What does this mean for Spokane?

Nearly two years ago I wondered – what happened to all those tech and manufacturing firms and why did they leave Spokane?

And the answers are:

  • Companies found some place cheaper to move to, usually overseas.
  • They didn’t find the right set of essential features to stay here (costs no longer competitive, perhaps infrastructure and culture issues and others). Studies found Spokane lacks the necessary “ecosystem” for risk taking and innovation and dissenting views are frowned upon.
  • 30 years of local economic plans and strategies have not accomplished their original goals and many appear to have missed their targets. Most mention “innovation” but appear to leave out creativity, creative culture, “creative economies”, creative growth and economic planning, and economic gardening.
  • By State law, Spokane’s path is now centered on the following clusters – and tech, with a few exceptions has gone extinct in the official plans. State law requires all state agencies to adhere to the clustering strategy for each of the economic regions in the State.

By late 2009, the set of Spokane clusters selected for Spokane had mutated again into two separate lists, depending on which central planner made the list:

Clusters would be either:

  • Health Care services,
  • Business Support Services,
  • Colleges and Universities,
  • Sheet Metal & Metal Buildings.

Or may be (2nd list made a few months later by planners):

  • Health Care,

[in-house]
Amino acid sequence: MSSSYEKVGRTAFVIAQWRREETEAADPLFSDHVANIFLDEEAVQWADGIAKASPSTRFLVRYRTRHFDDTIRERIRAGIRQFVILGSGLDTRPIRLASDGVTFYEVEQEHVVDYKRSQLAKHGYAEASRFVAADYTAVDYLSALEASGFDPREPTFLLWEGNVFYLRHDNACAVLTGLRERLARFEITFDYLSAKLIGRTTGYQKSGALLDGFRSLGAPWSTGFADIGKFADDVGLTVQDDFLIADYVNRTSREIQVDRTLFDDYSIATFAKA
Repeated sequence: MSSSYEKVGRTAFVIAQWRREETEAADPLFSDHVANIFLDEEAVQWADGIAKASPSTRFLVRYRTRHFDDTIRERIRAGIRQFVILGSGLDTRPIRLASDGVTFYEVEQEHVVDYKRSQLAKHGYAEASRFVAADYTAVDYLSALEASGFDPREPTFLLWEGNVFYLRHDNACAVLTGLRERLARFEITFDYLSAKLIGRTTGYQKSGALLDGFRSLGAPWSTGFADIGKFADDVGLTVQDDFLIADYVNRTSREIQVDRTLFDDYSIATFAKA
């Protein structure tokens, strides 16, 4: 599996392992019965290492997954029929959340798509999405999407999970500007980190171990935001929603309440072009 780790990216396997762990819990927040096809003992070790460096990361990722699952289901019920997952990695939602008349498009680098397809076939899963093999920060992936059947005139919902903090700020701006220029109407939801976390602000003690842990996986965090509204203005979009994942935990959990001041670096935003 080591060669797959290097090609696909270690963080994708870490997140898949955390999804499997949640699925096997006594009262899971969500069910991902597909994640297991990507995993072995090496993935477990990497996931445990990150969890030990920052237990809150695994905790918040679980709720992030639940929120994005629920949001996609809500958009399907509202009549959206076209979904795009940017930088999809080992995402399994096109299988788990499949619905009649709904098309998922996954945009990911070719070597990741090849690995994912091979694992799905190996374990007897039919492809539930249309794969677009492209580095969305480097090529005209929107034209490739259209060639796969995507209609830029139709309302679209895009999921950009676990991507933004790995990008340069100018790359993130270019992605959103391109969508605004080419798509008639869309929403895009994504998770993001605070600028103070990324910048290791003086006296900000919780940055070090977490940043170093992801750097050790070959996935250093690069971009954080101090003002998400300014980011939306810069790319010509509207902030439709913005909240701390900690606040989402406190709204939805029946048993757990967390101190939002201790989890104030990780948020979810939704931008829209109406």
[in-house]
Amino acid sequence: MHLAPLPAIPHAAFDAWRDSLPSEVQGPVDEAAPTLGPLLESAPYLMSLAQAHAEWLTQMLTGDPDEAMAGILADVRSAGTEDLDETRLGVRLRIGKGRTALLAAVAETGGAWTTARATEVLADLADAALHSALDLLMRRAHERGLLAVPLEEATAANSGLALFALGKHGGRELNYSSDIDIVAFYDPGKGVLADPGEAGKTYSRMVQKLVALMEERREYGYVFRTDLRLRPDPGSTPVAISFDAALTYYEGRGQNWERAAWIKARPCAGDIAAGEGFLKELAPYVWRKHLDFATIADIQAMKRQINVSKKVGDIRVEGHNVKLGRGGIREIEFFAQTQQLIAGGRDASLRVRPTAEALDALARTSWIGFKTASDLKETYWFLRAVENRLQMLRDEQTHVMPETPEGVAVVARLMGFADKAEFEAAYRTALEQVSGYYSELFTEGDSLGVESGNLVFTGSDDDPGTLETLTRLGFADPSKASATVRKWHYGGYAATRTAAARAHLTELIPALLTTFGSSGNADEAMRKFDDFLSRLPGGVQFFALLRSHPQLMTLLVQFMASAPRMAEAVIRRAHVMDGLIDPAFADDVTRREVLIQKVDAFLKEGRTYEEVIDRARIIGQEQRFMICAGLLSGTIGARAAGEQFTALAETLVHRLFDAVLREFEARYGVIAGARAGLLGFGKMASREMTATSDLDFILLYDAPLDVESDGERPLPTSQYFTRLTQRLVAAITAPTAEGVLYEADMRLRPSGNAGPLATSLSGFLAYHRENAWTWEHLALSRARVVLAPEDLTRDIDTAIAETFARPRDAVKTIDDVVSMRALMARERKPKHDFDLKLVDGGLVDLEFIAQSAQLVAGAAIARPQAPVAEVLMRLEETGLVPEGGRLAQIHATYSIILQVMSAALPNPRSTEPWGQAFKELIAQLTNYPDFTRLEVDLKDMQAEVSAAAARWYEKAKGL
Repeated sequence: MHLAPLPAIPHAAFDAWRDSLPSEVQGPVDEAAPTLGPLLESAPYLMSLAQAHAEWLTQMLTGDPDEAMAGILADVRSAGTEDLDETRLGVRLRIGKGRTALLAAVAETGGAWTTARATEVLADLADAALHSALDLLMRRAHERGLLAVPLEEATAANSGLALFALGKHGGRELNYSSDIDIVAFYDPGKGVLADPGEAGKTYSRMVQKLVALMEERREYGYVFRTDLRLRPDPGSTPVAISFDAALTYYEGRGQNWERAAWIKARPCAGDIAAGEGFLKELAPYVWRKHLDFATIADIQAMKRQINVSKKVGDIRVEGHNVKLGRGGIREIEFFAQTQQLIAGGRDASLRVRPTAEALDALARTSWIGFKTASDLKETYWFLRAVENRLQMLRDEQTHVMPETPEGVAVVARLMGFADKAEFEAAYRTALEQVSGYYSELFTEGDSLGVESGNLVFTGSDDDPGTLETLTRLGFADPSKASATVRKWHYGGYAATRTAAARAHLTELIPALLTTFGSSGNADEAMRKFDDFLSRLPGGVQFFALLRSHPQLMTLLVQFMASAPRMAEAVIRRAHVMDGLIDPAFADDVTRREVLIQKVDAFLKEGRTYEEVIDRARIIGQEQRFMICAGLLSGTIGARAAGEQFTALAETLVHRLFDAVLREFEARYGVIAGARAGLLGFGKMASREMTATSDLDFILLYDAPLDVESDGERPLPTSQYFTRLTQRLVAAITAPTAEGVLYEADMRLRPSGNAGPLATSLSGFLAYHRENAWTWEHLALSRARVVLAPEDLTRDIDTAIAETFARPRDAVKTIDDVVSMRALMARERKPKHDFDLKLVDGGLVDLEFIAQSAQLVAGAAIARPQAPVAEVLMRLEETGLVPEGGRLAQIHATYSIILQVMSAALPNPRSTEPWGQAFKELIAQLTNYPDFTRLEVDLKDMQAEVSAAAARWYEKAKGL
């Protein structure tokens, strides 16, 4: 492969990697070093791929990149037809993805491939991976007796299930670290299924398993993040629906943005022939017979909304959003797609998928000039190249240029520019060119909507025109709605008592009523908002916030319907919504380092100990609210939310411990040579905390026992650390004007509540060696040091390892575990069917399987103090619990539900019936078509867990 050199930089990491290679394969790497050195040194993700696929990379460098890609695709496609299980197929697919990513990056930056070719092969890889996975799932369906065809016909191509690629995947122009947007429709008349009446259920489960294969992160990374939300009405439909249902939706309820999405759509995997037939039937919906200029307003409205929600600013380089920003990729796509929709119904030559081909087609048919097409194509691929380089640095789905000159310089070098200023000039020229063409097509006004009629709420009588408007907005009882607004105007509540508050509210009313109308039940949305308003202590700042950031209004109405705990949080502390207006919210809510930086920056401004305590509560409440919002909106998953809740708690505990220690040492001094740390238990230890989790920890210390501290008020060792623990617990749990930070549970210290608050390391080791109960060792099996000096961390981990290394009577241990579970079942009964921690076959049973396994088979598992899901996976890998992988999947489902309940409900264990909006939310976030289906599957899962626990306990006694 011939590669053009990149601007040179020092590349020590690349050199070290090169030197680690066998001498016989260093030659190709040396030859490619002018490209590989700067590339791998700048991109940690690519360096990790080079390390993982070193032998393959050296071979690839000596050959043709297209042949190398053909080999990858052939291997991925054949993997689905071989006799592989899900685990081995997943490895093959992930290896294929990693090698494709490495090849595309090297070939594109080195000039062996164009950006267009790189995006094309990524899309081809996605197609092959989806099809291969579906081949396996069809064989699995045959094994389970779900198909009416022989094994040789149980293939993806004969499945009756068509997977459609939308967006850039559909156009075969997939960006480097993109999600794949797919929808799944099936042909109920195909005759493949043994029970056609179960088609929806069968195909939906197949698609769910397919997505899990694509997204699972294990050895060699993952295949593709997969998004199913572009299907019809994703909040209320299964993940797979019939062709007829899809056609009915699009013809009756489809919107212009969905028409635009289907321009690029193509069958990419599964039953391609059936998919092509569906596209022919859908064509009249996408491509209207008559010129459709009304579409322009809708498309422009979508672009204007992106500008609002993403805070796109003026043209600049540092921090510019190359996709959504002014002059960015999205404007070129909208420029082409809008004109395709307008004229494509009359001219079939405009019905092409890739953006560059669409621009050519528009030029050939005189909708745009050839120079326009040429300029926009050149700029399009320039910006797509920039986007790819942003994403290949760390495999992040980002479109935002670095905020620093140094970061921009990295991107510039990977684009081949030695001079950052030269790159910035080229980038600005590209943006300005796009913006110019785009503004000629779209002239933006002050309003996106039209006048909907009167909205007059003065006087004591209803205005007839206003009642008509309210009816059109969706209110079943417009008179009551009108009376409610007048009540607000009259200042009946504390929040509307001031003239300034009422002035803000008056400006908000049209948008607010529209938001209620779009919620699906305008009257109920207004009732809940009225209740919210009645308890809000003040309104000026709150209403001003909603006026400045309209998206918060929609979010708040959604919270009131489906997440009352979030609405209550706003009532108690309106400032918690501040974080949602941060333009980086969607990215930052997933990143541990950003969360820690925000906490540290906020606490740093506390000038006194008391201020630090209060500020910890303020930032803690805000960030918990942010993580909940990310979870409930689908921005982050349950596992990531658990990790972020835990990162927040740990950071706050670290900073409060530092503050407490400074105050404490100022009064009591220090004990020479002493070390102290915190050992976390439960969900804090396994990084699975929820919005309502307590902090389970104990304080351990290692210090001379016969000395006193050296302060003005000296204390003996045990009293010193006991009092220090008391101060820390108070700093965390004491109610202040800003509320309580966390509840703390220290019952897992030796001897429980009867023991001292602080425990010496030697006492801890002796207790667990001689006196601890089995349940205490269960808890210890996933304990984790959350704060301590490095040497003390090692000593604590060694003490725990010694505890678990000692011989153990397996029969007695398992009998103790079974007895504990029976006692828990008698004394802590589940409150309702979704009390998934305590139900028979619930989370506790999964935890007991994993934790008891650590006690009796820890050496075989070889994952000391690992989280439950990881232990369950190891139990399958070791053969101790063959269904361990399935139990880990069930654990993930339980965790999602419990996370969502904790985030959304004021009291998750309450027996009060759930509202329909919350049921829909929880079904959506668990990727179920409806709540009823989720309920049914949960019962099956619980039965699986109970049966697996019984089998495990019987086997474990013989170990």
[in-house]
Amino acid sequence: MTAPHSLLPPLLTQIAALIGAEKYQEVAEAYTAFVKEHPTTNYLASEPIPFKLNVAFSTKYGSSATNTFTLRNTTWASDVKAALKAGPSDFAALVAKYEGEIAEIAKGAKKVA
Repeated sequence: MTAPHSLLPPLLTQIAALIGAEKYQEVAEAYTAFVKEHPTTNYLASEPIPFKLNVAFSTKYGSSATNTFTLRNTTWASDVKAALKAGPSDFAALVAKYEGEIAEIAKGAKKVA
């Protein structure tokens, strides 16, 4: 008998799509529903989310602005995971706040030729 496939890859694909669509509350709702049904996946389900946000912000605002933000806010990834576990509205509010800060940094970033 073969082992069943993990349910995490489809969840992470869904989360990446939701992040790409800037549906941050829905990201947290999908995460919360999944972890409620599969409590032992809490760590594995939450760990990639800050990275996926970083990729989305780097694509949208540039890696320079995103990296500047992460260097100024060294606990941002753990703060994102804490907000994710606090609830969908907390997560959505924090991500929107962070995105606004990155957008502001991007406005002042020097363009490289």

• Business Services,
  • Manufacturing,
  • Construction,
  • Transportation/Warehousing

To both lists we must also add Government and Education (public). Oddly, government is the largest cluster by employment and wages but does not appear on the above official lists.

Can you spot the bioscience and high technology clusters in the official cluster lists? I can’t.

At this point, this blog has accomplished its original goal – finding an answer to “What just happened here?

At the time you read this, there are about a weeks worth of additional posts already written and scheduled to appear here. After that, I plan to reduce my time with this and move on to a new hobby šŸ™‚ I may yet write one big summary. We will see.

I hope – and think – that I have made a contribution with several findings documented on this blog:

  • There are many measures of Spokane that are worse than I ever knew about and I doubt most people knew about them. All the data is publicly accessible but local media ignores most of it. If we ignore it, we all feel better.
  • Repeating the same planning exercises every few years has been mostly unsuccessful. There is no accountability between the planners and the outcomes. If the authors of the economic strategies, studies and plans were held accountable for the outcome, would we see a better result?
  • Creativity and why that is a weakness for Spokane
  • Identifying that we can not be late with infrastructure, culture and trends and pretend we are going to have a leading edge innovation economy
  • The above issues must be addressed if the long standing problems with low wages and poverty are to be fixed
  • Do we care?

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